The magic of art and nature often spark life into her writing, as well as watercolor painting and drawing. She’s been a yoga enthusiast for over a decade and is a registered yoga teacher. After a move from Toledo to Tampa in 2008, she’s happily transformed into a Floridian, in love with the outdoors. Marsha is crazy about cycling. She lives with her husband on a large saltwater lagoon, where taking her kayak out for an hour or more is a real treat. She never has enough days spent at the beach, usually scribbling away at stories with toes wiggling in the sand. Every day at the beach is magical!


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  • Don't forget to join us at the Facebook party here
  • If you are interested in joining up as a blogger, you can always sign up here. We are happy to welcome more bloggers into the fold as the promotion continues. 
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Excerpt from Seeking a Scribe:

Chapter One: Licorice Memories
The smell of anise greeted Lyra as she opened the door to Drake’s bookstore. It took her back to happy childhood memories. Licorice-shoe-string-rewards for following her parents’ requests to stay on the dock while they secured the family’s pleasure boat to its trailer. The aroma brought a fleeting remembrance of times long gone, a treasure now that her folks had recently passed. At ease with the familiar scent, she settled into browsing through rows of antique bookcases.
The shop owner stuck his head around a set of shelves. “Do you like tea?”
“Yes, I do.” Before she could finish speaking, he disappeared. “Is that the wonderful smell?” she called out.
Kitchenware clinked in the back room. Receiving no answer, Lyra followed the noises, scanning collections as she walked. This bookshop appeared established, but surely she would have remembered it from her last visit to the Lake Huron village five years ago. Books were her passion, especially fantasy. She paused in front of that section and studied its titles.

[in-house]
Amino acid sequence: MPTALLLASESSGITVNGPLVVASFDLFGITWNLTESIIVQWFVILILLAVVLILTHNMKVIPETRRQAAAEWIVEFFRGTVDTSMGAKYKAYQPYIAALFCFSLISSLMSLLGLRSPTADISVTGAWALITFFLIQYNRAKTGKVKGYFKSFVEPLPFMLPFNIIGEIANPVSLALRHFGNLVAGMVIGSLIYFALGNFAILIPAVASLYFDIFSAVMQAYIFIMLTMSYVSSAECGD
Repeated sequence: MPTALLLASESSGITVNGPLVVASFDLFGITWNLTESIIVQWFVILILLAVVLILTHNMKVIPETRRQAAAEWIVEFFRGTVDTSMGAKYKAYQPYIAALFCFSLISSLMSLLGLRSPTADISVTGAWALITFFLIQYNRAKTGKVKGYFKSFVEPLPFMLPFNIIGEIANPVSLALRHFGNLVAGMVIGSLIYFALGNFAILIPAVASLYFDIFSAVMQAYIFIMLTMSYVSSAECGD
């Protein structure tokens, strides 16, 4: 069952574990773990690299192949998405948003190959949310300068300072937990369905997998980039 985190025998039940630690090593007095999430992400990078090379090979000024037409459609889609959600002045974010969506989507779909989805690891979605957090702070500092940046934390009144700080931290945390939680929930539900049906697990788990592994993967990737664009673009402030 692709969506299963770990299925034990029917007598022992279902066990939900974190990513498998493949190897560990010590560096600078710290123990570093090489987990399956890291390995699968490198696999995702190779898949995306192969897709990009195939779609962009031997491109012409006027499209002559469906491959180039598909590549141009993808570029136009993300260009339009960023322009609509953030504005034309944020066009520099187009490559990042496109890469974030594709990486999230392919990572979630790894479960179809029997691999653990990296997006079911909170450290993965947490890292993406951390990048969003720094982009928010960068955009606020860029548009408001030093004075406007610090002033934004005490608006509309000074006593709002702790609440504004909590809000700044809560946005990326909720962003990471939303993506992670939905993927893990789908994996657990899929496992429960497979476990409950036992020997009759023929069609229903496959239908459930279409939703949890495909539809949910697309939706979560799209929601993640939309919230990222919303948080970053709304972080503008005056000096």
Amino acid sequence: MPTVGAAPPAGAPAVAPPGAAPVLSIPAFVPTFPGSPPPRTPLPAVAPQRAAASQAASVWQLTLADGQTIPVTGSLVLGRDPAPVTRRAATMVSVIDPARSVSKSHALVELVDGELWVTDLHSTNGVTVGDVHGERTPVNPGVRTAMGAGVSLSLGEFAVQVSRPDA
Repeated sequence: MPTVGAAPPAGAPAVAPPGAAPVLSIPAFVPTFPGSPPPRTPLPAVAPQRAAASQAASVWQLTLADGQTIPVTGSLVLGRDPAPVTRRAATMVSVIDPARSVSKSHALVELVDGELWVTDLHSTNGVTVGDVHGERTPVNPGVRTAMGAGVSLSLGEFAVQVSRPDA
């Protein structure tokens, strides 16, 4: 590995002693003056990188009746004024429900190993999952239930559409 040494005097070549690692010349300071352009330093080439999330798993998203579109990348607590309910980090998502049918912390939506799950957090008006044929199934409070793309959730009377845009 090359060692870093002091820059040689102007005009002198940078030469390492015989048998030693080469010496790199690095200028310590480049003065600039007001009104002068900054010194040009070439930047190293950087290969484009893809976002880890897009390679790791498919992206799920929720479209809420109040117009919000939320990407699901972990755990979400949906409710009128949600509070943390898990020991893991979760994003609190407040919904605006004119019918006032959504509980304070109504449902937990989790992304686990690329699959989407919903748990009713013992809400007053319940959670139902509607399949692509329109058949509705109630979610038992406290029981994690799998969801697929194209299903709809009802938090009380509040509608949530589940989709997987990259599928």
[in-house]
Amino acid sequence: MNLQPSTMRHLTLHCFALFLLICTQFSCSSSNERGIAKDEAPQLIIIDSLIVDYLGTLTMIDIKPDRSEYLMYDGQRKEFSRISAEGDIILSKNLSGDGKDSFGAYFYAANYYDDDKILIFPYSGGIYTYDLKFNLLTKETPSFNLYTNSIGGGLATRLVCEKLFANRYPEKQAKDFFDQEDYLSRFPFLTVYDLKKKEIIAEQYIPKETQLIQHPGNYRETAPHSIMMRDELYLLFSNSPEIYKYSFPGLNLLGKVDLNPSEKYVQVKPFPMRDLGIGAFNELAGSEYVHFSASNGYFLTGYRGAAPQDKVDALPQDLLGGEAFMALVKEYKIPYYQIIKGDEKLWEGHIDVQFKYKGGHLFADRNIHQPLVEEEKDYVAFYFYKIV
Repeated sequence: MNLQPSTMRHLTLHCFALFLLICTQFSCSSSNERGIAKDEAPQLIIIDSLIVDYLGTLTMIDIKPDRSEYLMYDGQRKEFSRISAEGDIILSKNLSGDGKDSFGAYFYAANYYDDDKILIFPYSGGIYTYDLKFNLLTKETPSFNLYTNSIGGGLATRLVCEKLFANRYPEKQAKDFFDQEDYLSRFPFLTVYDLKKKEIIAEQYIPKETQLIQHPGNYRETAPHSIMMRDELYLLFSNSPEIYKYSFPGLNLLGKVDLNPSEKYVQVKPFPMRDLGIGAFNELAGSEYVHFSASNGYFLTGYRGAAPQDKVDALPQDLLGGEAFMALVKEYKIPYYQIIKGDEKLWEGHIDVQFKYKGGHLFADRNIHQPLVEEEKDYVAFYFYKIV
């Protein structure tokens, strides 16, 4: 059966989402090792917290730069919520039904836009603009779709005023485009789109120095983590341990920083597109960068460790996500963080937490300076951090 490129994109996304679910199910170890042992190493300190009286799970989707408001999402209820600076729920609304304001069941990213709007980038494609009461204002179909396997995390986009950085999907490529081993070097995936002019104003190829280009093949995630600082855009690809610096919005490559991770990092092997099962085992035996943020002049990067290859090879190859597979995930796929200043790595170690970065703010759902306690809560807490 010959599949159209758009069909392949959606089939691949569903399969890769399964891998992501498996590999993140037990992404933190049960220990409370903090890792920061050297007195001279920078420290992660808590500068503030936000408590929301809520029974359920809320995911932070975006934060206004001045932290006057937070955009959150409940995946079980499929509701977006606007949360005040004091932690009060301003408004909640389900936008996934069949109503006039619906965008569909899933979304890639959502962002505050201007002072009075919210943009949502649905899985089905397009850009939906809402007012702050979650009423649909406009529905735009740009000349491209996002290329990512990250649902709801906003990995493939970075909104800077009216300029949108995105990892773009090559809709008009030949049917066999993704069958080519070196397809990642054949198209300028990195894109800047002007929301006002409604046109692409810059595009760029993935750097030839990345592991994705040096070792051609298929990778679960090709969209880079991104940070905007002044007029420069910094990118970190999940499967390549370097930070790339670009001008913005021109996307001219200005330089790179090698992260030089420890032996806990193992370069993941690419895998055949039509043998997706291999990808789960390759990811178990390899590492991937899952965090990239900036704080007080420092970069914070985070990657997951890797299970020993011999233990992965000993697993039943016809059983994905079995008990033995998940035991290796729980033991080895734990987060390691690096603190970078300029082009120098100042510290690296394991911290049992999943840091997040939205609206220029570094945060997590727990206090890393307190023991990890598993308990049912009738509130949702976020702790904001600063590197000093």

The owner appeared, holding a pewter tray with a teapot, two cups, sugar jar, spoons, and napkins, which he laid on the corner of an old library table. She watched him carefully pour the tea and hand her a cup. He was about her age, mid thirties or a bit older, and handsome. His medium brown hair, peppered with gray at the temples, grazed his shoulders in wavy layers, and his beard was trimmed into a neat goatee. He wore long shorts, a knit golf shirt, and sandals—typical casual attire for this island resort community.
She set down her bag from the drugstore and accepted his offer with a smile. “Thanks. My name’s Lyra.” She blew across the hot surface of the tea to cool it and then inhaled the anise-scented steam. She closed her eyes to fully enjoy the memory. “Ah!”
“Afternoons of boating and licorice with your parents? Right?” he asked.
Her mouth dropped open. How did he know that?

Friday, 12 September 2014

On choosing a publishing path!

It's no secret that there are tons of options open to writers in today. There's no longer only one way to publish a book. Self-publishing, small press, Amazon...all these things give writers a lot more flexibility. A story which doesn't sell doesn't necessarily have to languish in a drawer forever. Backlist titles can have a new life. But within those options, choosing the right one for your particular story can be tricky. This is coming from someone who's spent the best part of the past year agonising over all the choices, and has come to the conclusion that the "right path" is different for everyone! At the moment, I'm small-press published, but I'm querying a MG fantasy novel for the traditional path, and making plans to go indie in future as well. So I thought this would be a good topic to cover.

So: what are the considerations?

Genre. 

It's a frustrating fact of traditional publishing that some genres sell really well for a time, and then the market gets over-saturated and publishers stop buying then. It happened for YA paranormal romance, dystopian and post-apocalyptic books, even most urban fantasy (some have gone as far as to say YA in general!). In adult books, urban fantasy that isn't part of a series is near near-impossible to sell to publishers. That isn't to say it'll never pick up again, but personally, I'd consider small press or self-publishing for books in these genres. Why? Because while traditional publishers are wary of these genres, it certainly doesn't mean readers aren't looking for them! Writing in an already-popular genre can be a great advantage in the self-pub world.